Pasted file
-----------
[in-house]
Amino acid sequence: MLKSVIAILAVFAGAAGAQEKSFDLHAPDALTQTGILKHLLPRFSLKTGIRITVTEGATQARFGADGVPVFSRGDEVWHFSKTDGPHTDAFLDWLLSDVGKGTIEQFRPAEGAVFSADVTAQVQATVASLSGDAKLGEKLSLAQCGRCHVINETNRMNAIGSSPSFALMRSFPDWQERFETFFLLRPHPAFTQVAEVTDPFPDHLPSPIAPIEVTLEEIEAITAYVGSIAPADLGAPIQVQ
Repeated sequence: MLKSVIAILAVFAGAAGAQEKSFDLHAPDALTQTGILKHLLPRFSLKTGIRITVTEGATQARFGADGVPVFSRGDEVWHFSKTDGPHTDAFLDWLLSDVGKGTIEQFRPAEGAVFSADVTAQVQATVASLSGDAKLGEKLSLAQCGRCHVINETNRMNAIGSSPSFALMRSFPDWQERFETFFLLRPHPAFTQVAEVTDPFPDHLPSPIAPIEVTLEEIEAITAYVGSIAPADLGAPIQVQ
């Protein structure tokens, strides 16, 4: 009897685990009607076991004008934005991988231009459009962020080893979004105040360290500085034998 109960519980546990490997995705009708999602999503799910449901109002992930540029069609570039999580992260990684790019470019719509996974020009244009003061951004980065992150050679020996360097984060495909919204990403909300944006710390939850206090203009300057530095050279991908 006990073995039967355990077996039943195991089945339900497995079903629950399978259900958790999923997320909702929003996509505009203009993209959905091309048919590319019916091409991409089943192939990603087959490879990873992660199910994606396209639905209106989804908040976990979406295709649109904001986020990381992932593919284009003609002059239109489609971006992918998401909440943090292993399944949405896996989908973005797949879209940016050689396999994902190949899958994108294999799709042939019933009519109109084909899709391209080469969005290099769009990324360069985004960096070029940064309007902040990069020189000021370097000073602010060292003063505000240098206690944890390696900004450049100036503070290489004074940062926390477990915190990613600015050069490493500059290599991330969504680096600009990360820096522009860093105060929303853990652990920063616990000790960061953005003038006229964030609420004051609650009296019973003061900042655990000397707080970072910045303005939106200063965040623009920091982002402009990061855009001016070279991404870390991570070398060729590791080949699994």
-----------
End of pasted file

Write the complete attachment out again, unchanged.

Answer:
[in-house]
Amino acid sequence: MLKSVIAILAVFAGAAGAQEKSFDLHAPDALTQTGILKHLLPRFSLKTGIRITVTEGATQARFGADGVPVFSRGDEVWHFSKTDGPHTDAFLDWLLSDVGKGTIEQFRPAEGAVFSADVTAQVQATVASLSGDAKLGEKLSLAQCGRCHVINETNRMNAIGSSPSFALMRSFPDWQERFETFFLLRPHPAFTQVAEVTDPFPDHLPSPIAPIEVTLEEIEAITAYVGSIAPADLGAPIQVQ
Repeated sequence: MLKSVIAILAVFAGAAGAQEKSFDLHAPDALTQTGILKHLLPRFSLKTGIRITVTEGATQARFGADGVPVFSRGDEVWHFSKTDGPHTDAFLDWLLSDVGKGTIEQFRPAEGAVFSADVTAQVQATVASLSGDAKLGEKLSLAQCGRCHVINETNRMNAIGSSPSFALMRSFPDWQERFETFFLLRPHPAFTQVAEVTDPFPDHLPSPIAPIEVTLEEIEAITAYVGSIAPADLGAPIQVQ
């Protein structure tokens, strides 16, 4: 009897685990009607076991004008934005991988231009459009962020080893979004105040360290500085034998 109960519980546990490997995705009708999602999503799910449901109002992930540029069609570039999580992260990684790019470019719509996974020009244009003061951004980065992150050679020996360097984060495909919204990403909300944006710390939850206090203009300057530095050279991908 006990073995039967355990077996039943195991089945339900497995079903629950399978259900958790999923997320909702929003996509505009203009993209959905091309048919590319019916091409991409089943192939990603087959490879990873992660199910994606396209639905209106989804908040976990979406295709649109904001986020990381992932593919284009003609002059239109489609971006992918998401909440943090292993399944949405896996989908973005797949879209940016050689396999994902190949899958994108294999799709042939019933009519109109084909899709391209080469969005290099769009990324360069985004960096070029940064309007902040990069020189000021370097000073602010060292003063505000240098206690944890390696900004450049100036503070290489004074940062926390477990915190990613600015050069490493500059290599991330969504680096600009990360820096522009860093105060929303853990652990920063616990000790960061953005003038006229964030609420004051609650009296019973003061900042655990000397707080970072910045303005939106200063965040623009920091982002402009990061855009001016070279991404870390991570070398060729590791080949699994």